Staying Authentic With Your Audience in Mind


I’ve been doing a lot of reading about what it takes to be a successful freelance writer. I want to to produce great content, keep up with my blog, submit to outside websites, and keep my clients happy all at once. It’s a delicate balance, and as you can see, I’ve neglected my blog while focusing on other things.

I’m sure this balance is different for every person. Not every writer has the same writing style or can work under the same conditions. For instance, I’m writing this at my dining room table while my 3-year-old watches YouTube. That ideal work/life balance teases me, hanging just out of reach.

There’s another delicate tightrope writers walk: Finding the balance between pleasing an audience and staying authentic. In the countless articles I’ve read about freelance writing, I found conflicting opinions. Some say to write from the heart, and the audience will come. Others say to pander to the audience for fear of alienating them (and your paycheck).

I agree and disagree with elements of both approaches. I believe it’s possible to focus on an audience without sacrificing artistic freedom. If you care too much about what people think, your writing will never be authentic. But if you are trying to make a living at writing, you need a captive audience. Personally, I do both.

1. Choose The Audience

Rule number one taught in grade school and high school English classes is to identify and consider the audience. I think this is where people make the crucial mistake. They confuse considering their audience with pleasing their audience. Some writers don’t need to keep their audience happy at all times. They just need to get their attention.

For instance, this blog’s target audience is writers. There’s a good chance that the things I say won’t resonate with some of you. My words are based on my experiences, and I’m sure plenty of writers won’t relate. There are things that work well for me that might send another writer spiraling into mayhem.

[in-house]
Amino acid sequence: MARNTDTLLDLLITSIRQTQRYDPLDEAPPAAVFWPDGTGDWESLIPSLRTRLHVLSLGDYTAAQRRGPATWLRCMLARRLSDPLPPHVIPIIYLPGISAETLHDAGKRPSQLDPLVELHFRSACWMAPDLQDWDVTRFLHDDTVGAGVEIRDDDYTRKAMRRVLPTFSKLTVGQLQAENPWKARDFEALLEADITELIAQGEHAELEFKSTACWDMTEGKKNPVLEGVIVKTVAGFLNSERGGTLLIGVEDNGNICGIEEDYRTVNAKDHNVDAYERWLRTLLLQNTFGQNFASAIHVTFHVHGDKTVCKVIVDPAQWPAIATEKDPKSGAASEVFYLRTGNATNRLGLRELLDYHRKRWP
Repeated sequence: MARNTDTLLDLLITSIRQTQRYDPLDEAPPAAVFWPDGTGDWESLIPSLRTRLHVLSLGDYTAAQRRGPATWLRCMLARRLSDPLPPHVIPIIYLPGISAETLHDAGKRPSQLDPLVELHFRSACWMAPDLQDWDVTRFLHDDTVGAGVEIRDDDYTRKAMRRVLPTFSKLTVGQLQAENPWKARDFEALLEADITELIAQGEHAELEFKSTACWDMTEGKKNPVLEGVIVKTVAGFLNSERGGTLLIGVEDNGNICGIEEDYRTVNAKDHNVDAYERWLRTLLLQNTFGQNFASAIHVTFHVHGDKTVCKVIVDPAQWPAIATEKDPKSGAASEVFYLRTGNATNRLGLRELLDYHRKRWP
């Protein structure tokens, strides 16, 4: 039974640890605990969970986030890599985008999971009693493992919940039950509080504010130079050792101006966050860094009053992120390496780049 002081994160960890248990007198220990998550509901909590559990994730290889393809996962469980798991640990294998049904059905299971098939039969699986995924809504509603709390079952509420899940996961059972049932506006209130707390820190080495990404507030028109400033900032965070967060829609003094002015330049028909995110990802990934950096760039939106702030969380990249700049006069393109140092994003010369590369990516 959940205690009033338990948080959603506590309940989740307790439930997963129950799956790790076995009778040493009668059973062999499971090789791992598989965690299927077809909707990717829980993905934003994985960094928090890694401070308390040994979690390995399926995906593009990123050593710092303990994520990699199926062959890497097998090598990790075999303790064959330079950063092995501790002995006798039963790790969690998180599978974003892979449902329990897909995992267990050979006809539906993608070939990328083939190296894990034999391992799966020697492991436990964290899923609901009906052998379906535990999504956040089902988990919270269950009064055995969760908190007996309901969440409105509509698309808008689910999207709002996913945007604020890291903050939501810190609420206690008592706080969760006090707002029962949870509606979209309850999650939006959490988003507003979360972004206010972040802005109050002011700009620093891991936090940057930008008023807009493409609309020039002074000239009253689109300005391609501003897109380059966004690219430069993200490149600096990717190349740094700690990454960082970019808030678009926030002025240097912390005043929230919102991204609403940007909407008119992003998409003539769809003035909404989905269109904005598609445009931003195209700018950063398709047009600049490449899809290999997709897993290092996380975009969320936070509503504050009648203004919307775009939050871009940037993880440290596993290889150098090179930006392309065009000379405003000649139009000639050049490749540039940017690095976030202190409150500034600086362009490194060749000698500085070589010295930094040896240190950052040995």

I’m a writer who thrives in the midst of organized chaos. For example, I set a 10-minute timer so I could write this post. My first draft was word vomit. Whatever popped into my head made its way onto the page. Not all those words made their way into this published post. But I find that my best work develops when I don’t censor myself in round one.

2. Free Expression

In fact, that’s my second step to finding balance. Once I have established my audience, then I need the freedom to express myself. All my thoughts, feelings, and opinions need to be documented to create a foundation. This is my favorite part of the process. It keeps me honest and keeps my work real and uninhibited.

3. Editing

The editing process is where I become my own worst critic. I try to put myself in my audience’s shoes. In step one, I only had to identify my audience. In step two, I gave myself complete creative freedom. Step three is where I try to strike the balance. I consider what my audience wants to hear in conjunction with the message I wish to convey. This is where I clean up the unnecessary fluff that spilled onto the page. Sometimes I save sections that don’t apply to my intended message and later use them to form new posts. Sometimes I hold onto them for future inspiration. I might even scrap them completely.

Either way, those words have served their purpose. They have helped me to form a coherent piece. No matter what kind of writer you are, you need to find your own balance. Typing on my laptop at the dining room table with Surprise Egg videos playing in the background works for me today. Setting the timer pulls my focus and keeps my mind from drifting to other to-do list items. (Like those dishes in the sink. God help me.)

For these ten minutes, I’m focused on this and this alone. That is my balance.

What’s yours? Use the comment section to tell me what strategies work for you.


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